Posted in Photo essay, Short thoughts, Writing challenges

Postcard poetry: Soho square

soho square haibun

A June afternoon and Soho square is packed with people, lounging, lunching, scattering themselves like litter over the grass. Pigeons rest up – too hot for canoodling. Unwelcome squatters with little regard for the history of the half-timbered gardener’s hut, treating it as a luxurious dovecote , a crow’s nest even as look out for a snatched meal. Through the open doors of St Patrick’s, shade seekers, ecclesiastic enthusiasts and church goers are lured. The latter know it is the feast of the Sacred Heart. Spoken in 3 languages, a mass for the mix of congregation to comprehend whilst a lapsed Catholic has no understanding of how she came to be here this day.

prayers in strange tongues
city doves hum the refrain
June lifts all our hearts

A haibun written as a Quotidian – an ordinary happening – for dVerse Poet’s Pub

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Author:

one blog for playing with photography @ eljaygee and the other with a weakness for words @ Tell Tale Therapy

22 thoughts on “Postcard poetry: Soho square

  1. Oh this was wonderful… love the thought of the mix of people actually… maybe paying too much respect would have destroyed it also, after all the church should be a part of the world, not apart.

  2. A great moment.. sometimes just the energy of a place, faith or its absence notwithstanding, creates a beautiful feeling of peace and hope.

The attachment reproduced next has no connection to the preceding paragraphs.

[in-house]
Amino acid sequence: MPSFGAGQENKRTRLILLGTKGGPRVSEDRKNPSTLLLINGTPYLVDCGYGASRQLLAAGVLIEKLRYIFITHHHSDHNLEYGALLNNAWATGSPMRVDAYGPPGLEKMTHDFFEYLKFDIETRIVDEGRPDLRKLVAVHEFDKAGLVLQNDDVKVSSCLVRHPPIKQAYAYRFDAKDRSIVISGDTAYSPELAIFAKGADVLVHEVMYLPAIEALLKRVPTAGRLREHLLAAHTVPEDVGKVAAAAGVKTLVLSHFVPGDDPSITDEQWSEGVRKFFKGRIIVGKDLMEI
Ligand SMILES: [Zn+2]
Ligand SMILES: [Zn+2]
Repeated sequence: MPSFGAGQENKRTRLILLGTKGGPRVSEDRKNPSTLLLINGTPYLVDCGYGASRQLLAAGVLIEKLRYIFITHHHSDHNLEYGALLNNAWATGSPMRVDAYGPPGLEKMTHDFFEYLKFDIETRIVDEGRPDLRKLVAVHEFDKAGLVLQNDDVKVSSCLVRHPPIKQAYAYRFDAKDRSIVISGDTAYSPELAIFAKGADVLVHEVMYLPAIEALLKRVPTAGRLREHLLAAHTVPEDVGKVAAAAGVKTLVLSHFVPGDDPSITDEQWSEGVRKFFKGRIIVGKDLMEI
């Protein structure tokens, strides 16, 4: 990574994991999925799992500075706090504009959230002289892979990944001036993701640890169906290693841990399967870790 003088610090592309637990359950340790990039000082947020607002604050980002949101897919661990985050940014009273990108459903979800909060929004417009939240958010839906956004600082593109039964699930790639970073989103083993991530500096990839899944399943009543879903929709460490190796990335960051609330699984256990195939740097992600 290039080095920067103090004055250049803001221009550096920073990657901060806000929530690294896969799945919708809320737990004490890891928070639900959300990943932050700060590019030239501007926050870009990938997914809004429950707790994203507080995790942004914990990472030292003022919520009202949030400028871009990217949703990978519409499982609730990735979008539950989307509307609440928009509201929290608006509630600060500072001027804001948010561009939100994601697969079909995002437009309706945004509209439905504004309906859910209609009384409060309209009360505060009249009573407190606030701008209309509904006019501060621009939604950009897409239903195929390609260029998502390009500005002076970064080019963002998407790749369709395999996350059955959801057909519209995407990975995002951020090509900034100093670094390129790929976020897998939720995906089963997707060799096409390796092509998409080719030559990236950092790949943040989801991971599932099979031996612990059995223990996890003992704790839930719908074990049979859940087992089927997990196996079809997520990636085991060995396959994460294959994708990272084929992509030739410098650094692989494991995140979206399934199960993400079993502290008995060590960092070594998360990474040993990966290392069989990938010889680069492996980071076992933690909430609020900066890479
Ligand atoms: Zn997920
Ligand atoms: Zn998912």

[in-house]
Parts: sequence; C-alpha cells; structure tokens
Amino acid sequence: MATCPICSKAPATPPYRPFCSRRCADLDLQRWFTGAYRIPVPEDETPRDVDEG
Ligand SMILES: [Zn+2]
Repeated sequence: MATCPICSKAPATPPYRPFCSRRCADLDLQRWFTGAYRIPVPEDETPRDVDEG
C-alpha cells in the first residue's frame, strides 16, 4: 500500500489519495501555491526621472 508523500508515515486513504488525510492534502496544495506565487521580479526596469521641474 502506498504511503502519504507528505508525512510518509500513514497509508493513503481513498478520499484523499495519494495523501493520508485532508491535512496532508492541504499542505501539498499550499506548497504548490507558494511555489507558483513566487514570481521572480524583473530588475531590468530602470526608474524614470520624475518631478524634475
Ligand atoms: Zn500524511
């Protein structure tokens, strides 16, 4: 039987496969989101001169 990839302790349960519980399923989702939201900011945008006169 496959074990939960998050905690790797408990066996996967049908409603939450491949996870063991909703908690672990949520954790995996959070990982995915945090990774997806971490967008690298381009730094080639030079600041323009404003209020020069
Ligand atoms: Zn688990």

3. I enjoyed the snapshot of the place – the birds, the people and the church ~ That must have been difficult to follow with all 3 languages, smiles ~ This line made me smile:

    Pigeons rest up – too hot for canoodling

  4. The contrasts between the devout and non; works well and leaves your reader wondering at which side of the fence the narrator resides, at heart. Well done!

  5. Your words really capture this place. I like your description of the irreverence at a reverent spot. Such is life, no?

  6. Oh how I enjoyed this. Like true snapshots of people, the place, the birds…the rest from the world and it’s hectic pace. And with all going on, there is hope and peace here.

      1. I read the other day that a haiku was the blending of the finite with the infinite, the here and the now. I found that a lovely explanation. Just keep nature in it and you will do fine. The lines can be 5-7-5 or short-long-short (ncounted) whichever is easiest for you.

  7. Wonderful indeed — I loved following you here. Snapshots, cameos of life on the corner. I especially love how the haiku adds to the mix…..very well done!

  8. I love the feel of this–as an on-again Catholic! Having been on both sides of the door–I sometimes ask the birds to pray in my stead. They are just what they should be.

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